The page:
Drones also carry and deploy Hellfire missiles. These missiles – as their name suggests – burn their targets. Characterised as “thermobaric weapons”, hellfire missiles have a layer of “fluorinated aluminium powder between the warhead casing and the explosive fill”. As the explosive fill detonates, “the aluminium mixture is dispersed and rapidly burns”.

In simple terms, Hellfire missiles are purposefully designed with the aim of incineration. Then 9-year-old Pakistani girl Nabila Rehman witnessed these horrific effects first-hand in 2013 when her grandmother, Momina Bibi, was struck by a Hellfire missile and suffered severe burns leading to her death. Nabila also suffered severe burns and shrapnel wounds in the attack. As Glenn Greenwald writes in his distressing piece “Burning Victims to Death: Still a Common Practice”, bodies are often so burnt in US-Coalition drone strikes that victims are unable to be identified. This makes it near impossible to provide proper burials for individuals who have died in attacks. One doctor who has treated drone victims states that “bodies are so burnt you can’t tell cattle from human”.

If you were thinking drone warfare couldn’t get any more horrific, those who come to the aid of people in drone attacks in Pakistan and Yemen often end up wounded or dead. Known as “double taps”, CIA drone strikes have been reported as coming in rounds of two: first to kill the initial targets and again slightly later to hit the first responders (this is allegedly based on the assumption that those proximate to suspected terrorists are likely terrorists too). A 2012 report by the Bureau of Investigative Journalism found that at least 50 civilians in Pakistan had been killed in these follow up strikes as they ran to help the wounded.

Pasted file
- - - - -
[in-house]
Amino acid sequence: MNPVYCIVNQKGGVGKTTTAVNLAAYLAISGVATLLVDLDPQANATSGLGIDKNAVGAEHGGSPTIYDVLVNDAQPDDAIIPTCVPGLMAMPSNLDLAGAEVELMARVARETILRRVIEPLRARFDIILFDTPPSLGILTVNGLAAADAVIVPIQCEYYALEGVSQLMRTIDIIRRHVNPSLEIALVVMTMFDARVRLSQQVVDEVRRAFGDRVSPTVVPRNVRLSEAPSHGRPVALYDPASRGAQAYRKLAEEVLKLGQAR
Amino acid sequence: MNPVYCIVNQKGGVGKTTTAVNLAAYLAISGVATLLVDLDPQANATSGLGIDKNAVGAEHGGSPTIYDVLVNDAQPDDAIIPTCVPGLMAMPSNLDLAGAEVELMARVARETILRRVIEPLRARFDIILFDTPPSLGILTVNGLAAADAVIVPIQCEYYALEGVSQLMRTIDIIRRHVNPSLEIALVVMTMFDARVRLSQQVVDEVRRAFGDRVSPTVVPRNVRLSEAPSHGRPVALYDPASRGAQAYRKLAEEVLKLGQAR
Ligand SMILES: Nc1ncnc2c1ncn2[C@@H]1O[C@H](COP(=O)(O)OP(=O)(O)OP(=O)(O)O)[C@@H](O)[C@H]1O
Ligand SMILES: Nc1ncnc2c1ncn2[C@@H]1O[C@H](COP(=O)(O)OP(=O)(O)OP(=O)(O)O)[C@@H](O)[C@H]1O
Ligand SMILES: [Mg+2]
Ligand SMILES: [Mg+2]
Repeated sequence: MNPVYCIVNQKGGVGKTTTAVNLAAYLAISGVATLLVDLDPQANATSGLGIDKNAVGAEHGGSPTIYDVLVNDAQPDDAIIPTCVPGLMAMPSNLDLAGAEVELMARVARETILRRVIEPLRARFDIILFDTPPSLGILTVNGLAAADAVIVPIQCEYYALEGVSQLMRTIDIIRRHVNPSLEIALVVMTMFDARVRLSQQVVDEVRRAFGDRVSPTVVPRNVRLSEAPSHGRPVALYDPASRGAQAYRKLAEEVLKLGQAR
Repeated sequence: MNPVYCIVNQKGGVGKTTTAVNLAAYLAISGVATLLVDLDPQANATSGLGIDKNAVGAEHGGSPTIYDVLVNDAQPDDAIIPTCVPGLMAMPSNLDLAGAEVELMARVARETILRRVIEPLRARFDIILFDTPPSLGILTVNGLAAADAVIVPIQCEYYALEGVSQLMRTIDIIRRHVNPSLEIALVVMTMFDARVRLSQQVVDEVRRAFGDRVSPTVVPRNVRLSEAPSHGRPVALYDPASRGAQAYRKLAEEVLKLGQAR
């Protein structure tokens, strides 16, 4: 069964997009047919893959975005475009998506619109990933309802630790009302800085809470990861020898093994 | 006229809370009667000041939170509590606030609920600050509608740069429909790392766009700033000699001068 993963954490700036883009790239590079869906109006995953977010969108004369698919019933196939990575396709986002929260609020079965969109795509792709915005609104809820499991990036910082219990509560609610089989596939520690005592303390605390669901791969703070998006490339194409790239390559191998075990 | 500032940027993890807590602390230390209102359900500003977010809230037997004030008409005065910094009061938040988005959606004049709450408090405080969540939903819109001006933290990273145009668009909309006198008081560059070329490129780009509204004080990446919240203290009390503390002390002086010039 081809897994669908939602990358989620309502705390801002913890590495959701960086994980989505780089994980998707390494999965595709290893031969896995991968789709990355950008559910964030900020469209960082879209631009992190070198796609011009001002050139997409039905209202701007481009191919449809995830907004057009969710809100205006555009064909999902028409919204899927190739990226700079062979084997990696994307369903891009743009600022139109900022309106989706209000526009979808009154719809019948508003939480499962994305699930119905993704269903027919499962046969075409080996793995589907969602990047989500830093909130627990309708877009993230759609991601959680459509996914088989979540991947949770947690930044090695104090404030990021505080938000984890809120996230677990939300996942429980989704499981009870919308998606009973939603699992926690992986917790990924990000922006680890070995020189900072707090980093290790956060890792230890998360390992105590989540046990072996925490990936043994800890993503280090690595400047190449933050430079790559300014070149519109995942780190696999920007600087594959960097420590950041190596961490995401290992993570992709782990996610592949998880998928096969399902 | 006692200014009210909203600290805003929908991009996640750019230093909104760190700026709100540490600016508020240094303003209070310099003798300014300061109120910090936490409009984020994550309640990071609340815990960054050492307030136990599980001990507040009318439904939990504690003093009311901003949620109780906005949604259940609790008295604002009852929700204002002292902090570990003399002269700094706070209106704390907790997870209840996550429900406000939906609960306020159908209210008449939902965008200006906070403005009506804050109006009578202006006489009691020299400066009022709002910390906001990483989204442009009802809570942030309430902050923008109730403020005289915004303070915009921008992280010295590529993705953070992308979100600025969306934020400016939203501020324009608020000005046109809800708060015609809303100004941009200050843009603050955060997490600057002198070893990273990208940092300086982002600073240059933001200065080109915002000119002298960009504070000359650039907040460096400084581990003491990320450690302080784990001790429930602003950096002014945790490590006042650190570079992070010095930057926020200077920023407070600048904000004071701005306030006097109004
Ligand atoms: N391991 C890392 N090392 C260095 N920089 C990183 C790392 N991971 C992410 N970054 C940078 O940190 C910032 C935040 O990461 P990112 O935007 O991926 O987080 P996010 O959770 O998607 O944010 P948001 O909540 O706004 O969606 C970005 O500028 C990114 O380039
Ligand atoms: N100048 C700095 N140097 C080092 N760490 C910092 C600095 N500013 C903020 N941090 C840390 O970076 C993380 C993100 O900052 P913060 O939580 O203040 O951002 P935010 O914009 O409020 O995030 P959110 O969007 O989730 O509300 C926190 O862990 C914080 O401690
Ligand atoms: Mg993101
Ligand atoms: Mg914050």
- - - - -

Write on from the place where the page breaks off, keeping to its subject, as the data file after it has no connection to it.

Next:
Chemical Weapons

Of all the horrors of US Coalition’s war effort, perhaps the least known is the use of chemical weapons and the long-lasting effects these have had on communities in Iraq. War pollution from the use of white phosphorous and depleted uranium munitions during the invasion of Iraq has correlated with an epidemic of birth defects, particularly in the cities of Fallujah and Basrah. According to one academic study, “since 2003, congenital malformations have increased to account for 15 per cent of all births”. In this Democracy Now! interview journalist Dar Jamail recounts a meeting he had with Dr Samira Alani, a paediatrician working in Fallujah:

“She said it’s common now in Fallujah for newborns to come out with multiple systemic defects, immune problems, massive central nervous system problems, heart problems, skeletal disorders, babies being born with two heads, cyclops babies literally with one eye – really horrific nightmarish types of birth defects.”

The Assad regime’s use of chemical weaponry against Syrian citizens has been rightly condemned by the US and much of the Western world including Australia. This condemnation, however, is surely hypocritical when the US-Coalition does not publicly acknowledge, formally apologise and – insofar as one can even begin to – make amends for the use of white phosphorous and depleted uranium munitions in Iraq.


Confronting Reality

As harrowing as all these things may sound, nothing compares to experiencing such horrors first hand. We don’t know the pain of Maqded Tuaiman in Yemen, who came across the burnt remains of his 13-year-old brother, killed by a Hellfire missile; or Waleed Shiraz from Pakistan who was studying for his BA but is now disabled and can no longer walk; or toddler Sayef Abdulaziz Mohamed in Fallujah, Iraq, who was born blind and paralysed. It is these embodied experiences of war that are hidden in discussions of the US-Coalition’s technological prowess.

So, when the Australian Department of Defence’s 2016 White Paper boasts that “scientific and technological sophistication” will create “a capable, agile and potent” future force, we need to think about what this means in reality for those living in war zones. The Government’s potential investment in drone technology should not slip by unnoticed. To remain silent about the horrors of the US-led War on Terror and our part in them facilitates their continuation.

Alex Edney-Browne is a PhD candidate in International Relations at the University of Melbourne. Her PhD thesis examines the emotional, psychological and physiological affects of drone warfare on civilians living under drones and US Air Force drone operators.